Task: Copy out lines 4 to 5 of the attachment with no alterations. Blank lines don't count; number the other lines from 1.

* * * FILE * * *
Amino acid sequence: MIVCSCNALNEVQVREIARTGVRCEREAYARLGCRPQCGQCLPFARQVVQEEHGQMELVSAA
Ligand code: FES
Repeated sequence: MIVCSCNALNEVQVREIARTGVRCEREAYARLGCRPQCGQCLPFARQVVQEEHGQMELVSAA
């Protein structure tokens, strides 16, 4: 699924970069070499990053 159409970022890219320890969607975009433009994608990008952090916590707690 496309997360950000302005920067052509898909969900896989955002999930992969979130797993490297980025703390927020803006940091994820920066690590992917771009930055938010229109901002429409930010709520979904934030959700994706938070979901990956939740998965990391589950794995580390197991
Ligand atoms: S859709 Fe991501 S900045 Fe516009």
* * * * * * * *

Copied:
């Protein structure tokens, strides 16, 4: 699924970069070499990053 159409970022890219320890969607975009433009994608990008952090916590707690 496309997360950000302005920067052509898909969900896989955002999930992969979130797993490297980025703390927020803006940091994820920066690590992917771009930055938010229109901002429409930010709520979904934030959700994706938070979901990956939740998965990391589950794995580390197991
Ligand atoms: S859709 Fe991501 S900045 Fe516009």